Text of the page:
Dornoch Cathedral



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This handsome Church of Scotland parish church dates back to the 13th century, when Gilbert de Moravia became the Catholic Bishop of Caithness and built a church here. Caught up in a conflict between the Murrays of Dornoch and the Mackays of Strathnaver, the original church was burned down in 1570. In the 1830s it was largely restored and rebuilt by Elizabeth, the Duchess-Countess of Sutherland, and the Sutherland burial vault is under the floor of the chancel. Stained glass windows in the chancel commemorate American philanthropist Andrew Carnegie, who spent summers at nearby Skibo Castle, and personally paid for the cathedral lighting and reconditioning of the organ. Other glass of interest includes vivid depictions of fauna and flora including a hedgehog, and owl and a field mushroom. Volunteer guides are on duty May–Sep, Mon–Fri 10–4 for more information.

Dornoch Cathedral


  • Suitable for children of all ages
  • Parking onsite
  • Parking nearby
  • Fully accessible
  • Facilities: Induction loop, wheelchair available, ramp access from High Street entrance
Opening times
  • Open all year
  • Opening Times: Open all year, daily 8am to dusk

About the area

Discover Highland

Apart from the Orkneys and the Shetlands, Highland is Scotland’s northernmost county. Probably its most famous feature is the mysterious and evocative Loch Ness, allegedly home to an ancient monster that has embedded itself in the world’s modern mythology, and the region’s tourist industry. Monster or no, Loch Ness is beautiful and it contains more water than all the lakes and reservoirs in England and Wales put together. The loch is 24 miles long, one mile wide and 750 feet deep, making it one of the largest bodies of fresh water in Europe.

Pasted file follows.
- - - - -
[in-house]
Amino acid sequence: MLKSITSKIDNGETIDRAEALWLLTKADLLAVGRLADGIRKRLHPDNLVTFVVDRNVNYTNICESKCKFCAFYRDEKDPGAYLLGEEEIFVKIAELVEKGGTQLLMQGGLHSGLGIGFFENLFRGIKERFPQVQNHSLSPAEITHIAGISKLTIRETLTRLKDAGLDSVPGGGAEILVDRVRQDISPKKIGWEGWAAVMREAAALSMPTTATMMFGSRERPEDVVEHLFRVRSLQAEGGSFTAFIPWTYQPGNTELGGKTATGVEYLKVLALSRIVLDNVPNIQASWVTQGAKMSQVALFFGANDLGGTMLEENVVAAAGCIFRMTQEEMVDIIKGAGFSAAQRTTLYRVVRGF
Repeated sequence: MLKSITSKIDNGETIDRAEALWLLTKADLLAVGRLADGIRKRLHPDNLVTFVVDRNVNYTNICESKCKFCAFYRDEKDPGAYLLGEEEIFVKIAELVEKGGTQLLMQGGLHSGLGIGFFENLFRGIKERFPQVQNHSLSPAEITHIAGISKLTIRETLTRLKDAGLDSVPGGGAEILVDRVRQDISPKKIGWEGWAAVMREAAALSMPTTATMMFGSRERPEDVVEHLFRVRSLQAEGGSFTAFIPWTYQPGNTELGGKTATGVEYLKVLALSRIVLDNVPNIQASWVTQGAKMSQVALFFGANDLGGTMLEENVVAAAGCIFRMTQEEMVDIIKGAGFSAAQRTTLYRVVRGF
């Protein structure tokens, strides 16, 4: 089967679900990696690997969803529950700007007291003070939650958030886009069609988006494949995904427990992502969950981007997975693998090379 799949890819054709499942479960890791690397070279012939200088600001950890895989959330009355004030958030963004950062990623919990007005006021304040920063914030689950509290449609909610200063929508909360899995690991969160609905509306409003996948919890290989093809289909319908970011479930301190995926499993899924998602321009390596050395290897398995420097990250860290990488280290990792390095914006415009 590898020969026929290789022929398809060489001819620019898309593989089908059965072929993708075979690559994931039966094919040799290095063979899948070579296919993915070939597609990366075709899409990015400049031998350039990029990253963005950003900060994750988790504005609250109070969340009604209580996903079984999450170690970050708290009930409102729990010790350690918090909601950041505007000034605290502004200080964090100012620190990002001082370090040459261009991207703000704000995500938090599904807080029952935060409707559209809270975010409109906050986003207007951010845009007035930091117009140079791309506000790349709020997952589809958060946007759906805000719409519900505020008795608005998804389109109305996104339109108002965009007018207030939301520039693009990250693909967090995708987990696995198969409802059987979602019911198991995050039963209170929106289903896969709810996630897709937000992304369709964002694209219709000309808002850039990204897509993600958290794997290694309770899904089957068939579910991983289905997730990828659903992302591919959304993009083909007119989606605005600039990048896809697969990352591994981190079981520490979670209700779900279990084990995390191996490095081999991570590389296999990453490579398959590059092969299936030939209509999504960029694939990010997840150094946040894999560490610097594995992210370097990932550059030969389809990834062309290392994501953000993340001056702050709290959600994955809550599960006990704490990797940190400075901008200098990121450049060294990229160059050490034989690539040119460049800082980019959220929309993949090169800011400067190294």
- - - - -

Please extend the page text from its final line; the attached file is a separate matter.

At the very tip of the Highlands is John o’ Groats, said to be named after a Dutchman, Jan de Groot, who lived here in the early 16th century and operated a ferry service across the stormy Pentland Firth to Orkney. In fact, the real northernmost point of the British mainland is Dunnet Head, whose great cliffs rise imposingly above the Pentland Firth some two miles further north than John o’ Groats.

The Isle of Skye is the largest and best known of the Inner Hebrides. Its name is Norse, meaning ‘isle of clouds’, and the southwestern part of the island has some of the heaviest rainfall on the whole of the British coast. Despite this, it’s the most visited of all the islands of the Inner Hebrides. It’s dominated from every view by the high peaks of the Cuillins, which were only conquered towards the end of the 19th century. 

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